On the economic front, weekly jobless claims declined 6,000 to a seasonally adjusted 331,000, according to the Labor Department. Economists polled by Reuters had expected first-time applications to fall to 332,000 last week.
And the U.S. economy accelerated more quickly than expected in the second quarter to a 2.5 percent annual rate, according o the Commerce Department, giving further support for the Federal Reserve to wind down its asset-purchase program. The government had initially estimated that GDP expanded at a 1.7 percent rate in the second quarter.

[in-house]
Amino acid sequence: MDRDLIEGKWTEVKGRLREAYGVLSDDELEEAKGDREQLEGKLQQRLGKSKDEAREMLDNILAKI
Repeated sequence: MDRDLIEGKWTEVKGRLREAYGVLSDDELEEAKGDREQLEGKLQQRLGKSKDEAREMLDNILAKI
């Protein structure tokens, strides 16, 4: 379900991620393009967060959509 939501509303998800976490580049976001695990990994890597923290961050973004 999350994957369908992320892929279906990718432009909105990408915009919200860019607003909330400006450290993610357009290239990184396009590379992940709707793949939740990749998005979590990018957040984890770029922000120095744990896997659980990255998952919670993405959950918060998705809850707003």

"The GDP print should be considered 'less-bad' rather than positive, especially when considering the headwinds facing American consumers in the second half of the year: evaporation of personal savings and a deceleration of wages," said Todd Schoenberger, managing partner of LandColt Capital. "The headline number may provide a short-term boost in the markets, but investors should consider the fragile future for growth in the U.S."